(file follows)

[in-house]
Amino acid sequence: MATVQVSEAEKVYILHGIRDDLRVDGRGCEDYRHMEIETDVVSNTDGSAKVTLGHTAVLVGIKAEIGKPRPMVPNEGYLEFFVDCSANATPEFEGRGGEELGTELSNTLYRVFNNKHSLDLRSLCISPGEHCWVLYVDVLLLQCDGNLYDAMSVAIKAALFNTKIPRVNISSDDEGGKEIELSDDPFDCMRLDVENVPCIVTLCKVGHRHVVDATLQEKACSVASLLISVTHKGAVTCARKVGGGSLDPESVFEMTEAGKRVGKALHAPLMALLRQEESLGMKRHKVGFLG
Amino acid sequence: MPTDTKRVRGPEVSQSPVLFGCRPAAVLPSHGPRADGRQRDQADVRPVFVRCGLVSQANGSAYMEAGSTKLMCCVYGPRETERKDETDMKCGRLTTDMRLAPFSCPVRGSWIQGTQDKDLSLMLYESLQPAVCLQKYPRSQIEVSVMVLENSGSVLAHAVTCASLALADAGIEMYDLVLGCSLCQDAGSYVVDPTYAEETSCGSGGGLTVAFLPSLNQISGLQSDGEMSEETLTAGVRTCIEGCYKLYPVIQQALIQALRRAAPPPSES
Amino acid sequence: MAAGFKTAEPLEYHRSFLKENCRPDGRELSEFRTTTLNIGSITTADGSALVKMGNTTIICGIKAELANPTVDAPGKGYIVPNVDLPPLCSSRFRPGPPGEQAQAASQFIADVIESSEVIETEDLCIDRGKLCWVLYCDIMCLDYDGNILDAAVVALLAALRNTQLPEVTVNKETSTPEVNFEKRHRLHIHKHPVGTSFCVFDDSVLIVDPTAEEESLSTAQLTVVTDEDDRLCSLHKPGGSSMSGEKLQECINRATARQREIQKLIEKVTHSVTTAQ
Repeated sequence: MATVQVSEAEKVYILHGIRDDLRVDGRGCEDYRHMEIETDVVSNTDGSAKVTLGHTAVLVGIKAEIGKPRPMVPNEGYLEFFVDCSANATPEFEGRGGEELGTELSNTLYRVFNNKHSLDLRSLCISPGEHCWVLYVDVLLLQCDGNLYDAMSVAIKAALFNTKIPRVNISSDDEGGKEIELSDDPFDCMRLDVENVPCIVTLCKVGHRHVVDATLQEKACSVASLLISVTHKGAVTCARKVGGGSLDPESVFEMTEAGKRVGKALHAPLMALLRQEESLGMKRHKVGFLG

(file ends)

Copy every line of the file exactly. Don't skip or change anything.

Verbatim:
[in-house]
Amino acid sequence: MATVQVSEAEKVYILHGIRDDLRVDGRGCEDYRHMEIETDVVSNTDGSAKVTLGHTAVLVGIKAEIGKPRPMVPNEGYLEFFVDCSANATPEFEGRGGEELGTELSNTLYRVFNNKHSLDLRSLCISPGEHCWVLYVDVLLLQCDGNLYDAMSVAIKAALFNTKIPRVNISSDDEGGKEIELSDDPFDCMRLDVENVPCIVTLCKVGHRHVVDATLQEKACSVASLLISVTHKGAVTCARKVGGGSLDPESVFEMTEAGKRVGKALHAPLMALLRQEESLGMKRHKVGFLG
Amino acid sequence: MPTDTKRVRGPEVSQSPVLFGCRPAAVLPSHGPRADGRQRDQADVRPVFVRCGLVSQANGSAYMEAGSTKLMCCVYGPRETERKDETDMKCGRLTTDMRLAPFSCPVRGSWIQGTQDKDLSLMLYESLQPAVCLQKYPRSQIEVSVMVLENSGSVLAHAVTCASLALADAGIEMYDLVLGCSLCQDAGSYVVDPTYAEETSCGSGGGLTVAFLPSLNQISGLQSDGEMSEETLTAGVRTCIEGCYKLYPVIQQALIQALRRAAPPPSES
Amino acid sequence: MAAGFKTAEPLEYHRSFLKENCRPDGRELSEFRTTTLNIGSITTADGSALVKMGNTTIICGIKAELANPTVDAPGKGYIVPNVDLPPLCSSRFRPGPPGEQAQAASQFIADVIESSEVIETEDLCIDRGKLCWVLYCDIMCLDYDGNILDAAVVALLAALRNTQLPEVTVNKETSTPEVNFEKRHRLHIHKHPVGTSFCVFDDSVLIVDPTAEEESLSTAQLTVVTDEDDRLCSLHKPGGSSMSGEKLQECINRATARQREIQKLIEKVTHSVTTAQ
Repeated sequence: MATVQVSEAEKVYILHGIRDDLRVDGRGCEDYRHMEIETDVVSNTDGSAKVTLGHTAVLVGIKAEIGKPRPMVPNEGYLEFFVDCSANATPEFEGRGGEELGTELSNTLYRVFNNKHSLDLRSLCISPGEHCWVLYVDVLLLQCDGNLYDAMSVAIKAALFNTKIPRVNISSDDEGGKEIELSDDPFDCMRLDVENVPCIVTLCKVGHRHVVDATLQEKACSVASLLISVTHKGAVTCARKVGGGSLDPESVFEMTEAGKRVGKALHAPLMALLRQEESLGMKRHKVGFLG